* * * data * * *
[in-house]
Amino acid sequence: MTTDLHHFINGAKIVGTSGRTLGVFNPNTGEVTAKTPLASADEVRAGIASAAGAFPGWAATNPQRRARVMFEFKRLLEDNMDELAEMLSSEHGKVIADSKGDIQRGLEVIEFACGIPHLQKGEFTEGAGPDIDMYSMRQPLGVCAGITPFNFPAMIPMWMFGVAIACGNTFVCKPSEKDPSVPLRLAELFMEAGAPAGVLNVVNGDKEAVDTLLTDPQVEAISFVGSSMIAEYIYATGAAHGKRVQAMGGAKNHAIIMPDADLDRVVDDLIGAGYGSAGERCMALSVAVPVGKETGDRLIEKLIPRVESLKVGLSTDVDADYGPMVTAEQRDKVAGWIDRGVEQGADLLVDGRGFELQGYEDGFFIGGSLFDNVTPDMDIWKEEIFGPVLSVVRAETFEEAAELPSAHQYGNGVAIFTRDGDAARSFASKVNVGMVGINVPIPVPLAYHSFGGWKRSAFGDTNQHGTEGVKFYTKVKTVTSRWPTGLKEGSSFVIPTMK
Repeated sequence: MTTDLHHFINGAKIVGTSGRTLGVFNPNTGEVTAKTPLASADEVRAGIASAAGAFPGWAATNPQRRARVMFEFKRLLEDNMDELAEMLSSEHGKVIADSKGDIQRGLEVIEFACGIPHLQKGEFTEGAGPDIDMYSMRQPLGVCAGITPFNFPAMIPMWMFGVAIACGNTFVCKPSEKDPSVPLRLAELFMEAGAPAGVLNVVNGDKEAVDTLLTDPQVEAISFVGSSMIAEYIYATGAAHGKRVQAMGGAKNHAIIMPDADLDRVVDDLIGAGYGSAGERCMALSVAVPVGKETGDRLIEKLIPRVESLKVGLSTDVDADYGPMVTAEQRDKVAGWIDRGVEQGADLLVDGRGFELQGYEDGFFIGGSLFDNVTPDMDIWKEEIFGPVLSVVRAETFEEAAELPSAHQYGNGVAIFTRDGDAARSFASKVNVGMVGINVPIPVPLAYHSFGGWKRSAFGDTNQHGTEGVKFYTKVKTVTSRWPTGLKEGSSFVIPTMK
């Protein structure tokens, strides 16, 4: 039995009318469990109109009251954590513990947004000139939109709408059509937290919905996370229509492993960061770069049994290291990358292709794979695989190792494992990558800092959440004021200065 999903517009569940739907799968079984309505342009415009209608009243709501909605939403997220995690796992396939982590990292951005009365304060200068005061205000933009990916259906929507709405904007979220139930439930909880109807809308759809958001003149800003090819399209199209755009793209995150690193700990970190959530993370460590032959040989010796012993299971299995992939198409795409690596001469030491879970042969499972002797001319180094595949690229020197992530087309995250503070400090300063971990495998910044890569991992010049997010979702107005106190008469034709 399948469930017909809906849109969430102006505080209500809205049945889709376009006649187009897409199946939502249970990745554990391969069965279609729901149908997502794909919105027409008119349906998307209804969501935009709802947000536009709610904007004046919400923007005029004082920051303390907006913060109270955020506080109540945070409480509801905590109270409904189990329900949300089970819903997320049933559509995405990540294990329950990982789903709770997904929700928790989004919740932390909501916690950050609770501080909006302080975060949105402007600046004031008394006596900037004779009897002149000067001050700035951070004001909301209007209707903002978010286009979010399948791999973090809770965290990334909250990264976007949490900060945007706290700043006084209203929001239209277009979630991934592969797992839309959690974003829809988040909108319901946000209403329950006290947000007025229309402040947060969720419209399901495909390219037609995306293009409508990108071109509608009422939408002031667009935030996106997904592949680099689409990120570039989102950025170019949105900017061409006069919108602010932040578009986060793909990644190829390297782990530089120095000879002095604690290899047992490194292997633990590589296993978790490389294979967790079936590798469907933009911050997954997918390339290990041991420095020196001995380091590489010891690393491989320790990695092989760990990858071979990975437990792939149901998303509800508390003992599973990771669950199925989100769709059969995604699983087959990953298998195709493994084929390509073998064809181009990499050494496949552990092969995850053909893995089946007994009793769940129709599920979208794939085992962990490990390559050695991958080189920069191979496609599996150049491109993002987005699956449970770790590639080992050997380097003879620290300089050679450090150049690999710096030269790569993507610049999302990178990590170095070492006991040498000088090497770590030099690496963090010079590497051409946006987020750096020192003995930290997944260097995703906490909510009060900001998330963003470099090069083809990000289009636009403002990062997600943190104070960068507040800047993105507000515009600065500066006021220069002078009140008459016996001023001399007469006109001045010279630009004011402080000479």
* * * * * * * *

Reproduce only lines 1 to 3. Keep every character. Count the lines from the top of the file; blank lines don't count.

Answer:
[in-house]
Amino acid sequence: MTTDLHHFINGAKIVGTSGRTLGVFNPNTGEVTAKTPLASADEVRAGIASAAGAFPGWAATNPQRRARVMFEFKRLLEDNMDELAEMLSSEHGKVIADSKGDIQRGLEVIEFACGIPHLQKGEFTEGAGPDIDMYSMRQPLGVCAGITPFNFPAMIPMWMFGVAIACGNTFVCKPSEKDPSVPLRLAELFMEAGAPAGVLNVVNGDKEAVDTLLTDPQVEAISFVGSSMIAEYIYATGAAHGKRVQAMGGAKNHAIIMPDADLDRVVDDLIGAGYGSAGERCMALSVAVPVGKETGDRLIEKLIPRVESLKVGLSTDVDADYGPMVTAEQRDKVAGWIDRGVEQGADLLVDGRGFELQGYEDGFFIGGSLFDNVTPDMDIWKEEIFGPVLSVVRAETFEEAAELPSAHQYGNGVAIFTRDGDAARSFASKVNVGMVGINVPIPVPLAYHSFGGWKRSAFGDTNQHGTEGVKFYTKVKTVTSRWPTGLKEGSSFVIPTMK
Repeated sequence: MTTDLHHFINGAKIVGTSGRTLGVFNPNTGEVTAKTPLASADEVRAGIASAAGAFPGWAATNPQRRARVMFEFKRLLEDNMDELAEMLSSEHGKVIADSKGDIQRGLEVIEFACGIPHLQKGEFTEGAGPDIDMYSMRQPLGVCAGITPFNFPAMIPMWMFGVAIACGNTFVCKPSEKDPSVPLRLAELFMEAGAPAGVLNVVNGDKEAVDTLLTDPQVEAISFVGSSMIAEYIYATGAAHGKRVQAMGGAKNHAIIMPDADLDRVVDDLIGAGYGSAGERCMALSVAVPVGKETGDRLIEKLIPRVESLKVGLSTDVDADYGPMVTAEQRDKVAGWIDRGVEQGADLLVDGRGFELQGYEDGFFIGGSLFDNVTPDMDIWKEEIFGPVLSVVRAETFEEAAELPSAHQYGNGVAIFTRDGDAARSFASKVNVGMVGINVPIPVPLAYHSFGGWKRSAFGDTNQHGTEGVKFYTKVKTVTSRWPTGLKEGSSFVIPTMK